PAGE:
As the University of Nottingham’s Jubilee Campus is given the go-ahead to expand, Impact’s Abi Kara-Fernandes delves into the plans for ‘Project Xenia’ and what it will offer prospective students.
Named after the ancient Greek concept of hospitality, the generosity and courtesy shown to those who are far from home, the plan involves the building of a new, self-catered halls of residence for 280 students, next to the already existing, catered Southwell Hall block. Having worked rigorously with the Student Union, as well as taken into account student responses from a national survey, the university hopes to create “a home-from-home experience, designed to make the transition from home to student life much easier.”
There will even be a cinema room, and a second courtyard is additionally being planned, in the hopes to provide quieter spaces for students to study or relax
In direct response to student feedback, the accommodation will be a three-storey building with three entrances, each providing access to cluster flats, including a kitchen and social space, which will open up onto a courtyard. With a paved terrace area and picnic tables, the courtyard will allow students to gather outside and eat, as well as provide space for potential tennis tables and a large lawn area to create the ultimate social, active area. There will even be a cinema room, and a second courtyard is additionally being planned, in the hopes to provide quieter spaces for students to study or relax. A spokeswoman for the university told NottinghamshireLive that “while our overriding priority is supporting our students, staff and the national effort to tackle coronavirus, we are pleased to have secured this planning consent as part of our wider review of student accommodation provision.”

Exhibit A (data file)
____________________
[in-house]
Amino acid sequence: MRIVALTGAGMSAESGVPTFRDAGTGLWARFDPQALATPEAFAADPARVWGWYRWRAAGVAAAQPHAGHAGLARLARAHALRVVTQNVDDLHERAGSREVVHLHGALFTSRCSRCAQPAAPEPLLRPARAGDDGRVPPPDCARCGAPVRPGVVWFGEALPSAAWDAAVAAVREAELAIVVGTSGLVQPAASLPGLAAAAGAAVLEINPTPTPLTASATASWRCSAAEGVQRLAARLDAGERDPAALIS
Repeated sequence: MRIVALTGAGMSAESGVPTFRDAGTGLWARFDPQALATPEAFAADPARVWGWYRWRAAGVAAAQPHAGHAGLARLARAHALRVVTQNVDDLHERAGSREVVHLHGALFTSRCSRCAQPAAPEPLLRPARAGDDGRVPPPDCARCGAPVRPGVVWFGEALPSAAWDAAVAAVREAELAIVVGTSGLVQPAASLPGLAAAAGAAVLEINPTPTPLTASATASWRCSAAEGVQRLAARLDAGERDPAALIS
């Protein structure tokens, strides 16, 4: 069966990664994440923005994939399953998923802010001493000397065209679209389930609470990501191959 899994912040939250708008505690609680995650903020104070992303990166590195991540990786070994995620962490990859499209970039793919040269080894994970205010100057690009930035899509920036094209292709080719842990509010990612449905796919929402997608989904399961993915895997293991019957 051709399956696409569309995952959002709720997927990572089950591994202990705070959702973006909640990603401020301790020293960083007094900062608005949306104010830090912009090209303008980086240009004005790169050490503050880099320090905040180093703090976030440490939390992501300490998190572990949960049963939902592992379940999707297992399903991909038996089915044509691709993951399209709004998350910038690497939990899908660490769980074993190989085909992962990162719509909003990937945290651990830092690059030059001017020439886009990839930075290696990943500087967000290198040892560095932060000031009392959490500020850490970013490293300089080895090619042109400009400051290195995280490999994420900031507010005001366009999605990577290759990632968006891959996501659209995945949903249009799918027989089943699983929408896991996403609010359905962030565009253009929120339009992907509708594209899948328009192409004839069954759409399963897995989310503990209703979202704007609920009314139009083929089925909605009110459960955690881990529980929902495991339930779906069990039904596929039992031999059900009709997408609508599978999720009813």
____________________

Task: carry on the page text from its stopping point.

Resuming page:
The plot, on Triumph Road, was previously occupied by tobacco firm John Player warehouses
The plot, on Triumph Road, was previously occupied by tobacco firm John Player warehouses, however these were demolished in 2017, a year after operations at the building stopped. Since then the site has been used as a temporary car park. Dating back to the 1930’s, many were sad to see the buildings go, including Ian Wells, the vice-chair of the Nottingham Civic Society, who even tried to get them listed as a building of national importance to prevent the demolition. Failing to do so however, has given the University of Nottingham an opportunity to continue to expand and develop it’s “world-class” campuses.